Inside was dark (I struggled to contain my claustrophobia) then we were handed a small torch each. We stood around a contraption attached to a bicycle. The walls were decorated with cuttings and posters but it was too dark to read them. In slow motion and with a lot of fiddling about the ‘actor’ mounted the bicycle and started to pedal. This activated a large wheel behind him with film slides inserted. There was nothing interesting to see except a stuffed, headless duck whizzing round above his head. After a bit he stopped pedalling and let us out.
More hanging around (the other half of our group went into the caravan) when we were let into the theatre proper (relinquishing our walnuts at the door). There were no seats, and again we stood around some apparatus. Presently, (no sense of urgency) the ‘actor’ gave us a film show consisting of the four actors involved dressed in ‘funny’ clothing performing ‘funny’ actions and a lot of close-ups of snails. The whole event took about 50 minutes including all the waiting.

There appeared to be no other events on offer until the evening so after a beer (beer tent now working) and an icecream (ditto food stall) we went home. I thought wistfully of the account of the performance of The Importance of Being Ernest at Bryngarw by ‘Rain and Shine’.

After supper, whilst doing a jig-saw I listened to Bill Bryson reading his book At Home. Jim planted out some beans. We enjoy simple pleasures here in the Cantal.

Monday, June 14, 2010

Ruthie and Roofie

Ruth needed a break from her job in a Care Home where she works hard so she came to visit us in the Moulin for a week.


She and Rufus took to each other straight away. It was love at first sight. Ruth bought Rufus a present of a stuffed, squeaky duck and he loves it. Ruth played ball with him, took him for unscheduled walks in the fields and cooched up on the sofa with him when we watched DVDS in the evening.

Roofie and the Duck

During her visit we went again to Conques where Ruth bought gifts for her friends and family. On a hot day we went to the beach. There was talk of swimming but the water was too cold but we did some sun bathing and had a picnic.

Beach on the Lake

This beach is not on the coast, of course, we are too far away for that.  The place is called  Lake Ribeyrie and is the largest artificial lake in the Auvergne. It is a reservoir created by EDF between 1935 and 1945 in the valley of the Cere at Saint-Etienne-Cantalès. It has many beaches and leisure facilities. It is about an hours drive away from the Moulin.

Map showing Lake

Our final outing was to the Foire à la Cerise (Cherry Fair) at St Constant – just 10 minutes down the road. It was a two-day affair but as Ruth was catching her plane in Toulouse on the Sunday we were only able to enjoy the festivities on the Saturday. When we arrived after lunch we found people playing boule on every available spot. Not a cherry or tombola stall in site. We looked at the schedule of events and decided to come back in time for the Soirée Danse Country (sous le chapiteau, entrée gratuite and initiation) and the Grand Feu d’Artifice.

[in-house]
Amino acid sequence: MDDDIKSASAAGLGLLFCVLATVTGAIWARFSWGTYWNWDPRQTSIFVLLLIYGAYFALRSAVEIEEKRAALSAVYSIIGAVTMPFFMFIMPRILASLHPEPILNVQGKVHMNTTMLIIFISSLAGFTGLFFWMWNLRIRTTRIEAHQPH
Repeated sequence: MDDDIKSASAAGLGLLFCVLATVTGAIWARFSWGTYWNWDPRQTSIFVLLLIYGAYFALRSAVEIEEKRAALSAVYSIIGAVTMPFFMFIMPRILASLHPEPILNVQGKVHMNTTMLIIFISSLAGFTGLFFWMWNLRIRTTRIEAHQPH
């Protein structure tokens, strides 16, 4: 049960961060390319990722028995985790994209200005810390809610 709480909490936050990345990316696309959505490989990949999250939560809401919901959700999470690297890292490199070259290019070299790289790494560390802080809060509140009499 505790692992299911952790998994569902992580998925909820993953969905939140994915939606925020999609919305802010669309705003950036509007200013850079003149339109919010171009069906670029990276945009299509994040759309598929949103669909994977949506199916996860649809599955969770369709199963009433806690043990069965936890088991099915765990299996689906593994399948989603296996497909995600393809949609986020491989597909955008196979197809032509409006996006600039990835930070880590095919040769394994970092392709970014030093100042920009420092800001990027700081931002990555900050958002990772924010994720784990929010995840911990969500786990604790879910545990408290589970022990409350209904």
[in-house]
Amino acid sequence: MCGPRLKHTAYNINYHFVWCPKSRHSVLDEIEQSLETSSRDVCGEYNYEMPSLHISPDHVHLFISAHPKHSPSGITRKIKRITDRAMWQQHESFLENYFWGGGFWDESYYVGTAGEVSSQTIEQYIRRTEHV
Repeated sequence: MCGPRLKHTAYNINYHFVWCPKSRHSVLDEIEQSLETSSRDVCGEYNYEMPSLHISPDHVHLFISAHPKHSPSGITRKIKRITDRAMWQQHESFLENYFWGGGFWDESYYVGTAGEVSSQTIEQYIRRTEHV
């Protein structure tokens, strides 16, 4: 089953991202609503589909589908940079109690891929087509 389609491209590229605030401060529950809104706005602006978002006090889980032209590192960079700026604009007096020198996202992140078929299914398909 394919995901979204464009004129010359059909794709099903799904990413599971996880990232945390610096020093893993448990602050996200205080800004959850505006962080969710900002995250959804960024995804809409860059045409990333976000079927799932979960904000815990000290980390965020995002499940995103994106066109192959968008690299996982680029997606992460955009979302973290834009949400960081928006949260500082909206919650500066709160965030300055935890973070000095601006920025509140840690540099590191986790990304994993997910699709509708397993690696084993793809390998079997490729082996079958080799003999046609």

This we did.
Line Dancing (no we didn't)

Feu d'Artifice

We returned Ruth to Toulouse on the Sunday and we, ourselves stayed overnight so that we could make a trip to IKEA on Monday morning to get some more flooring and other stuff for the house and gite. This enabled us to spend the evening wandering around part of the town and eating out.

 Love a duck!

I think Ruthie enjoyed her visit but Roofie is now bereft. He wanders around in a lacklustre manner pining for his lost love. I have bought him a new ball to cheer him up.

 Longhorn beetle

No. I don't like them either. Next time:'corsets at the market' and 'street theatre'.

Saturday, June 5, 2010


This was the week that Peter and Jennifer visited. They have been regular visitors over the years we have been coming here. We collect them from Rodez, a delightful, small airport about an hour away.

Our first outing was to a pottery market we had seen advertised and it proved to be good. The stalls were set out in a field adjacent to another mill. The standard of the pottery was excellent and we were tempted to buy several bits and pieces.

We were also attracted by the possibily of having the lunch provided - sausage and aligot. Aligot is a dish traditionally made in the south of the Auvergne and made of melted Tomme cheese blended into mashed potatoes, often with some garlic and cream. It is quite delicious and can be bought ready made in the markets and supermarkets.

Another trip was made to Conques. This is our local tourist attraction but well worth the visit. The tiny village of Conques occupies a spectacular position high on the steep, wooded gorge of the River Dourdou, a small tributary of the Lot. It is highly picturesque and peaceful — the Rough Guide to France calls it "one of the great villages of southwest France." Parts of the medieval walls still survive, along with three of its gates. The houses date from the late Middle Ages and are divided by cobbled lanes and stairways that are a pleasure to wander. There several shops selling good quality souveniers, craftwork and postcards and of course, the Abbey itself with the Romanesque carving of the Last Judgment in the tympanum over the main doors.
Tympanum detail: weighing of souls and the gates to heaven and hell

For the third time we had an excellent lunch in the hotel Saint Jacques seated on the terrace.

The bowl of strawberries below is not one of Jim's products although we have been having salad leaves from his vegetable garden and even a serving of small new potatoes, but wild strawberries that grow plentifully here and good served with a bowl of yogurt.

Finally some more flora and fauna - not necessarily to everyone's taste.

 Blossom on Medlar tree